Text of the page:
I’ve been thinking about Ezra Schwartz a lot. He keeps invading my mind. I see his face when I’m arguing with my seventeen year old and I take a deep breath and tell him whatever stupid thing we’re butting heads about just doesn’t matter. A post with his mom’s Facebook profile tagged pops up in my news feed and I can’t help but click on it. I feel like I’m invading a mourning mother’s privacy, but all the posts are public and none are recent. All I can see is the similarities between us – the gossamer line that separates us. We both love our sons, but I can hug mine (kinehora, knock on wood and all that superstitious stuff). We are both mothers with sons who embraced USY (United Synagogue Youth), but my fifteen year old son just joined two months ago and hers went off to Israel to study and volunteer, only never to return, killed by a terrorist’s bullet as he sat stuck in traffic, returning from delivering food to Israeli soldiers.
If you haven’t heard of Ezra Schwartz, that’s not really surprising. There hasn’t been a lot of mainstream media coverage about his death at the hands of terrorists. You’d think an eighteen year old American college student slain in a burst of violence while studying abroad would garner more attention. In the wake of the tragedy in Paris are we immune to such horrifying news? Is Ezra now just another young person killed at the cusp of spreading his wings and gliding off into freedom and an uncharted exciting new world? Or is his death not all over the media because he was killed in Israel and some people think any violence in Israel is deserved? Or perhaps it’s simply that any violence in the Middle East is just a fact of life, and as long as it’s not on Western soil, it’s not all that shocking? All of these possibilities are dangerous and heartrendingly sad.
I mourned with everyone else over the deaths in Paris. I changed my Facebook profile to the French flag layered over a photo of me signing a copy of my novel – somber despair layered over a happy moment. I posted the Eiffel Tower peace sign graphic on my writer page. I tweeted about my prayers for Paris. I thought about what it must have been like watching a concert (my favorite night out over all else, except maybe a hockey game) and suddenly being plunged into an unimaginable nightmare. I was a music journalist before I had kids and my husband played in a band. I spent so many nights watching live music in my younger days, of course I felt a thread to those killed and even those who escaped, traumatized for life, no doubt. And of course I felt grief over everyone who lost their lives – whether at a cafe or a stadium or an arts venue. I felt grief for children left without a father or mother, for the spouses left widows and widowers, for parents grieving the loss of a child. It’s all horrible. But, so is Ezra’s death – and I felt an even greater connection to his loss. I could so easily imagine it being my own loss.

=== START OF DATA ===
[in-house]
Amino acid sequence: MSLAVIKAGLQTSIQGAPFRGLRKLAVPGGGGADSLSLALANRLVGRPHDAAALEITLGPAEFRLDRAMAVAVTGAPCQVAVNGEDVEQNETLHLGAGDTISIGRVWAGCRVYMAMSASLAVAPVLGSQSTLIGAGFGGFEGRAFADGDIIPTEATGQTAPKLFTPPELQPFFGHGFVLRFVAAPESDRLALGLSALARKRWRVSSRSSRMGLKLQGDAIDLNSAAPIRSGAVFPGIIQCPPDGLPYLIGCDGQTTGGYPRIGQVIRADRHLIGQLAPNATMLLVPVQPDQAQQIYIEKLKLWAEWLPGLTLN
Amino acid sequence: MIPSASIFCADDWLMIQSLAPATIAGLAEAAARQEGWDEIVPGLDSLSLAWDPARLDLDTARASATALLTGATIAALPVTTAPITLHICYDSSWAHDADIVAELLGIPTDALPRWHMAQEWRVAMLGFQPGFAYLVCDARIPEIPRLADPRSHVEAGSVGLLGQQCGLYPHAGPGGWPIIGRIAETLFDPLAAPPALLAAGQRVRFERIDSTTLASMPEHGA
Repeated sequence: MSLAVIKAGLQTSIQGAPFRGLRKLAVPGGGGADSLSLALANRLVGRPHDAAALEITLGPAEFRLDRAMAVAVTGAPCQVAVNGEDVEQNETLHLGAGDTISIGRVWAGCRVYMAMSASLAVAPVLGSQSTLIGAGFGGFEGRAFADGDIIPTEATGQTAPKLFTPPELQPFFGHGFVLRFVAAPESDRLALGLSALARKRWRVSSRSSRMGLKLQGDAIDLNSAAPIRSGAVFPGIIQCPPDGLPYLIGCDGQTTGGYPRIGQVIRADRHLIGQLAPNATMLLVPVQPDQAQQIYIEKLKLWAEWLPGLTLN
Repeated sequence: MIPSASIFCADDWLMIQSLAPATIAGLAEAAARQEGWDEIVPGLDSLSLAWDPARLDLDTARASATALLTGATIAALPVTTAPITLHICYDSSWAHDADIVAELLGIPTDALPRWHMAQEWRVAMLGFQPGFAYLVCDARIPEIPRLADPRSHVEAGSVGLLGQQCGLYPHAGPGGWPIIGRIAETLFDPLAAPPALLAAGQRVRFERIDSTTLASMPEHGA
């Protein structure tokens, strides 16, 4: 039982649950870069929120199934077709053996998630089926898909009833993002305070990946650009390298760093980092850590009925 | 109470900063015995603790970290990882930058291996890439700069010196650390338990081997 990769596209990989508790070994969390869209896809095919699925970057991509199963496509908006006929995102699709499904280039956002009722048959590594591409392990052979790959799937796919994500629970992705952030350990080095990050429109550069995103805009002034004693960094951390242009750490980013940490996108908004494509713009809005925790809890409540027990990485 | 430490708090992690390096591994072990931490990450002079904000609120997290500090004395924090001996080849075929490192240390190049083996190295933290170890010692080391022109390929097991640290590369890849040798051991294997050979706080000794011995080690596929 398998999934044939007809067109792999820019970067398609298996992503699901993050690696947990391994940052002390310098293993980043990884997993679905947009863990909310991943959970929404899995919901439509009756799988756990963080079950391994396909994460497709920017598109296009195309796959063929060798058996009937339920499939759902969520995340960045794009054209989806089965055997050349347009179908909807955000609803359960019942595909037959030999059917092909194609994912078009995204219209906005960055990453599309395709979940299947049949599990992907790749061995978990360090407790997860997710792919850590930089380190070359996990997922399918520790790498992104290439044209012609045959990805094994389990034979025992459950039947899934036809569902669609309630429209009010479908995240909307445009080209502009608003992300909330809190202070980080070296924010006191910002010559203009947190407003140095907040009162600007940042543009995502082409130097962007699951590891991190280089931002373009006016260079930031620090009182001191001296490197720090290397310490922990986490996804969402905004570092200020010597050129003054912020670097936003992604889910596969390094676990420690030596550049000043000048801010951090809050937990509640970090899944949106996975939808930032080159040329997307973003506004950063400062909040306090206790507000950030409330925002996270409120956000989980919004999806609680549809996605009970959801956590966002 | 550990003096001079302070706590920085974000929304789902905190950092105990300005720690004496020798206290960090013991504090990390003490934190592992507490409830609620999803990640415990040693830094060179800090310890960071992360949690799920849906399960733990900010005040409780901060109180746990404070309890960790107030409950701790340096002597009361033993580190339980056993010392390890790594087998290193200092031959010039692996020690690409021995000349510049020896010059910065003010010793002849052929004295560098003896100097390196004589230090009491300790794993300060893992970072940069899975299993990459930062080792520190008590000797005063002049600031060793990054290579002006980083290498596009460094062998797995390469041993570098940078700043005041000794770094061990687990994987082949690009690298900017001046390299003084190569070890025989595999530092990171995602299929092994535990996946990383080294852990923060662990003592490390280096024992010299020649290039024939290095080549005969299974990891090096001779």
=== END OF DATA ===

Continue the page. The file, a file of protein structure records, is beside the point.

Many people have told me that my essays make them cry. Well, this one is making me cry. In fact, it’s hard to see the screen through my tears. Maybe it’s because, as I mentioned, my middle son belongs to USY and has long professed a desire to travel to Israel. Maybe it’s because Ezra was from Sharon, MA, a Boston suburb in which my husband and I spent many weekends house hunting back in 2000, before we decided to return to my native Long Island. We have both friends and family who live in Sharon and we have visited it many times. If my husband didn’t get a job in Manhattan and I wasn’t suffering from home sickness, along with morning sickness during my second pregnancy, I have no doubt we would have ended up raising our kids there. And we very well may have ended up friends with the Schwartz family, perhaps attending the same synagogue. Or maybe Ezra’s murder has affected me so, because I have several friends who opted for a year in Israel, before transferring to a more traditional university on US soil. Some of those friends even returned to Israel to make a life there. I have family in Israel.
This essay isn’t about politics. It’s not a condemnation of anything or anyone (except, of course terrorism). It’s simply an essay about the emotions wrapped up in trying to make sense of the senseless, a Sisyphean task if there ever was one. There’s just no way to wrap one’s mind around an eighteen year old cut down before he really had a chance to live, especially when he was gunned down while helping others. It’s even harder when you’re the mother of three boys – all eerily similar to Ezra. Patriots loving, philanthropic-minded, mischievous boys with open smiles and good in their hearts. This is what makes me cry…